Necrophobia is an intense fear focused on death or dead things. A person suffering from necrophobia may avoid any activities that can risk death, as well as any media that portrays death in any way. Treatment for this condition can be complex and will take a significant amount of time to benefit the sufferer. In the end, treatment may not work at all. The first steps usually involve a session of self-analysis in which the sufferer attempts to determine where this fear originated and why it has become so severe.
For most sufferers of necrophobia, a visit to a mental health professional is the best course of action. This professional can help the necrophobic come to some sort of understanding about the condition, and the causes of the condition may be determined. An analysis of one's life, habits, attitudes, and experiences will often reveal some of the underlying causes of necrophobia, though for many sufferers, the fear is irrational and a cause may not be found at all. If this is the case, the mental health professional may design a treatment method that does not rely on finding the cause but instead seeks to help the sufferer find ways to cope.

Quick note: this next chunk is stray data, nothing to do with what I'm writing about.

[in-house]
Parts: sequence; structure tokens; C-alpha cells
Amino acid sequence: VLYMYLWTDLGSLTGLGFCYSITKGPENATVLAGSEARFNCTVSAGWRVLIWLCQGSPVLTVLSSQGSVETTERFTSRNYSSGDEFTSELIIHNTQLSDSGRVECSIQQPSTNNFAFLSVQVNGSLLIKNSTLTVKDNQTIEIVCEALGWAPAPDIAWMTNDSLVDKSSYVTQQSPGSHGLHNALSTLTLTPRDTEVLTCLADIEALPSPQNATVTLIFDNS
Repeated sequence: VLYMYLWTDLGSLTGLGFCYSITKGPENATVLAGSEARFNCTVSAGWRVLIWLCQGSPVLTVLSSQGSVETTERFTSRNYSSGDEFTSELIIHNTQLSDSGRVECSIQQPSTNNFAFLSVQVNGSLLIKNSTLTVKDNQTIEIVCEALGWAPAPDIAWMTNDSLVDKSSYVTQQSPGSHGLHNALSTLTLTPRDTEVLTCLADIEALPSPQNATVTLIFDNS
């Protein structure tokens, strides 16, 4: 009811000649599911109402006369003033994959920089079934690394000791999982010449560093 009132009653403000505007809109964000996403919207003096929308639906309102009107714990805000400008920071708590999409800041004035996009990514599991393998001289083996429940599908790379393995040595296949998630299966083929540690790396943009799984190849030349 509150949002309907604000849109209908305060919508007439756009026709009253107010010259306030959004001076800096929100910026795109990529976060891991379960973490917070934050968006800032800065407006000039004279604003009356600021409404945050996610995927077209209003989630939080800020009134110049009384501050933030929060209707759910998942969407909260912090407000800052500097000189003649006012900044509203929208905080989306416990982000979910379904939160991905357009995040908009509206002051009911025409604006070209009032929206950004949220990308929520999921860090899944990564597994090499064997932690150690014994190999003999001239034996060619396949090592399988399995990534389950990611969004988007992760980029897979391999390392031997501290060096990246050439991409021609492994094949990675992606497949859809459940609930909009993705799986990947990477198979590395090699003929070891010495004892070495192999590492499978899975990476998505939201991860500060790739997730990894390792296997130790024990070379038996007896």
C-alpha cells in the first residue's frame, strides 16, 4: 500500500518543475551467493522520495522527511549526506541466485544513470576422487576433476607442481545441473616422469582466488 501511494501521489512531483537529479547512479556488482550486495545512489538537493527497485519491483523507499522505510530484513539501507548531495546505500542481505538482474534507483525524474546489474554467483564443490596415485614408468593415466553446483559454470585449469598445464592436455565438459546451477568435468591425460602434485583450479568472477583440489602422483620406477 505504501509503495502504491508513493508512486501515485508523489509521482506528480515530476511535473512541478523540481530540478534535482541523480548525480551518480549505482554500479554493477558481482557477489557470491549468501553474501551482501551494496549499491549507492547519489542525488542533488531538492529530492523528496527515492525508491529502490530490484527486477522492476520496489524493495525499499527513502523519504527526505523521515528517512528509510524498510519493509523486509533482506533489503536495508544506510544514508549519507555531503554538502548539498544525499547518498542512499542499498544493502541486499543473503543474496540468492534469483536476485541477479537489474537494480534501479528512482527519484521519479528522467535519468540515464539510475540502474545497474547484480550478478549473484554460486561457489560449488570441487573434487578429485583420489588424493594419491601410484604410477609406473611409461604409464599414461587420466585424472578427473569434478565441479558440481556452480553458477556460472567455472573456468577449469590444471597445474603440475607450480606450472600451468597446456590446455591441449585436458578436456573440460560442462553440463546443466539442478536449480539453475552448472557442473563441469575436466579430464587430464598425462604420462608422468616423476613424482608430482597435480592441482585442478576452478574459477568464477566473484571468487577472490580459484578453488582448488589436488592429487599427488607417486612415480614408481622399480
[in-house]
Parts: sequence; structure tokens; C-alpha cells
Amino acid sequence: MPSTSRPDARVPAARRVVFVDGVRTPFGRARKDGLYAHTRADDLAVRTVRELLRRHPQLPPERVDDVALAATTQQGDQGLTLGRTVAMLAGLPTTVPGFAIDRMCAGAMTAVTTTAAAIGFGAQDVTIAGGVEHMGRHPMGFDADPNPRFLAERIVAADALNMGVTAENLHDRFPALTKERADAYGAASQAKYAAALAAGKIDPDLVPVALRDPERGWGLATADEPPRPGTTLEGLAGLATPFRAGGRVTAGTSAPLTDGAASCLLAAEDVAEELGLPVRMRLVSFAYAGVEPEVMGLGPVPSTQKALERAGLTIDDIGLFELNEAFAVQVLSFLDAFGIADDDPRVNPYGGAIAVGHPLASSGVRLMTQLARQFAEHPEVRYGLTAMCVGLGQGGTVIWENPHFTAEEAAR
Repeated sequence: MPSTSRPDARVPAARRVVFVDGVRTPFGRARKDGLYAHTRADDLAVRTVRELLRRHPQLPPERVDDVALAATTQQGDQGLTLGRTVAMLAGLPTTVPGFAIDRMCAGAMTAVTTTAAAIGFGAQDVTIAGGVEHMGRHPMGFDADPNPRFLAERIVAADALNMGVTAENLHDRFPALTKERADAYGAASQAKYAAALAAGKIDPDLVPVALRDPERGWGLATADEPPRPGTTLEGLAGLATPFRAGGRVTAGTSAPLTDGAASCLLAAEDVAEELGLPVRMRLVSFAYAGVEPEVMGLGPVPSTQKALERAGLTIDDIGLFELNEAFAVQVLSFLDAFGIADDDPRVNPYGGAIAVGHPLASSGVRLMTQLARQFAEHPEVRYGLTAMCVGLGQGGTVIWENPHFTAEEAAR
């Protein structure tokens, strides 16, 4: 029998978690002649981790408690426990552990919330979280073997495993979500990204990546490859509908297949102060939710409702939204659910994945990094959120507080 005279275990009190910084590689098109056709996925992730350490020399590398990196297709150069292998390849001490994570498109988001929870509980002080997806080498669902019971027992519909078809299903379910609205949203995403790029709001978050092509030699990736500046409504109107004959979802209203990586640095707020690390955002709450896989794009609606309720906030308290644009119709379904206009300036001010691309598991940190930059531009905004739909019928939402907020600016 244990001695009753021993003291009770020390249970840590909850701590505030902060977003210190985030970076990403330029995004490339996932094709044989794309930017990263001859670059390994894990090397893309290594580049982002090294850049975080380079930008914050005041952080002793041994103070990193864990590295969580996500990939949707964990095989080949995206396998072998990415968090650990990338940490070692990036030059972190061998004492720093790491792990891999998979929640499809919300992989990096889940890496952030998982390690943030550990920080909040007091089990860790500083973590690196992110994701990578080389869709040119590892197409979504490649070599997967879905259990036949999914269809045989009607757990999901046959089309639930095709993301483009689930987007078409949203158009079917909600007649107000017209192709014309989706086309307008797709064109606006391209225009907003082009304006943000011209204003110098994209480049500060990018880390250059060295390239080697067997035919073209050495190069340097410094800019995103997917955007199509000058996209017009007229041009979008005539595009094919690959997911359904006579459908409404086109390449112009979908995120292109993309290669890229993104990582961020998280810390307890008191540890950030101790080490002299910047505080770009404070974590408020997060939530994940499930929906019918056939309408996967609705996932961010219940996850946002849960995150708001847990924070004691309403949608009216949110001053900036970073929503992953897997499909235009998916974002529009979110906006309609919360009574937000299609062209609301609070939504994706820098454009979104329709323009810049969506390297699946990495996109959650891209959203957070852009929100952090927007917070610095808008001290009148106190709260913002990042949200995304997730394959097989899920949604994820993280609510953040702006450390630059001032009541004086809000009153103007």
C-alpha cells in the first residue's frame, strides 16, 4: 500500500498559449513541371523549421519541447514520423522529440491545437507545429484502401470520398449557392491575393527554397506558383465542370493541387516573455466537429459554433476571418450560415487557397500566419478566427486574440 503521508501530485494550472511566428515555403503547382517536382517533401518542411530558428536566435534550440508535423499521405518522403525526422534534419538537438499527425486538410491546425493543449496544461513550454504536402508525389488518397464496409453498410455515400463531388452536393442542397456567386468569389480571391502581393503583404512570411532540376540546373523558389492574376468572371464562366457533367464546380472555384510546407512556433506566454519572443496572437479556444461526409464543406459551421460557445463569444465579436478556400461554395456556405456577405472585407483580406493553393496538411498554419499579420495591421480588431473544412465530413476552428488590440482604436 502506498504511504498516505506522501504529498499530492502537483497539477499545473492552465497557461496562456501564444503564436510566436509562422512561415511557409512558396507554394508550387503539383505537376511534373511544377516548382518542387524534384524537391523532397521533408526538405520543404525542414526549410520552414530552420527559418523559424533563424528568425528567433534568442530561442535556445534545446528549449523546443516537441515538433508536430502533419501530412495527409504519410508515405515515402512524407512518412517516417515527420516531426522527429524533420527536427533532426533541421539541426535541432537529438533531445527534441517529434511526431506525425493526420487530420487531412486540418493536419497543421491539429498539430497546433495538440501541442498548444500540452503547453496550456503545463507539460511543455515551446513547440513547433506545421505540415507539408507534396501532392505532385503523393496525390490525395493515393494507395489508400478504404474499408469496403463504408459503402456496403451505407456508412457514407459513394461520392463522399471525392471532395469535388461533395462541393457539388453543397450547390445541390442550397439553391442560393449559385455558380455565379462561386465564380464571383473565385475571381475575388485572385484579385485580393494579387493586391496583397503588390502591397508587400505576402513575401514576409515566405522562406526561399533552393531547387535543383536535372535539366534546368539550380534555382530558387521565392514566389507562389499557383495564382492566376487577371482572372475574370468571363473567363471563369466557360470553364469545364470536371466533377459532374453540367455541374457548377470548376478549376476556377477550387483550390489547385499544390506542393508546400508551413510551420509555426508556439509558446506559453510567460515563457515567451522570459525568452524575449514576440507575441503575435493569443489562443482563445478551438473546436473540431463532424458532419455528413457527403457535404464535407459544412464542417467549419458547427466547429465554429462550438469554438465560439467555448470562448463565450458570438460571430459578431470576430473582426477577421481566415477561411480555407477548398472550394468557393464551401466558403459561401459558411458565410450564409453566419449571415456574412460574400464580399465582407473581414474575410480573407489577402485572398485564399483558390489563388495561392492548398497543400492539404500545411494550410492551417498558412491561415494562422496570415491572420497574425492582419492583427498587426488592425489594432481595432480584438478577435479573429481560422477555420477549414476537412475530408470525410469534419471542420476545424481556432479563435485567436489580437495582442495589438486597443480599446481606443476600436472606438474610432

A common mistake people make regarding necrophobia is rationalizing the fear in an attempt to make it subside. Fear in general tends to be a somewhat irrational emotion, so trying to rationalize the condition generally will not help the sufferer. In fact, treatment techniques can vary significantly from person to person, and some treatments may not work at all. One way to begin treatment of necrophobia is to learn as much about it as possible. Learning more about the condition as well as some of the associated causes of the condition can help a sufferer attempt to strategize treatments that will work for him or her.
Beyond education, small doses of exposure to death may help some sufferers. This may not be the best course of action for all necrophobics, but some may benefit from slowly exposing themselves to various topics of death. One might, for example, read an obituary one week, then perhaps drive to a mortuary another week and stand outside. As time progresses and the sufferer becomes more accustomed to topics of death, he or she might try to have a discussion about death, or even watch a television program in which a death occurs. As time goes on, the sufferer may find it increasingly easier to talk about the topic and be exposed to death. It is best to attempt this under the guidance of a professional.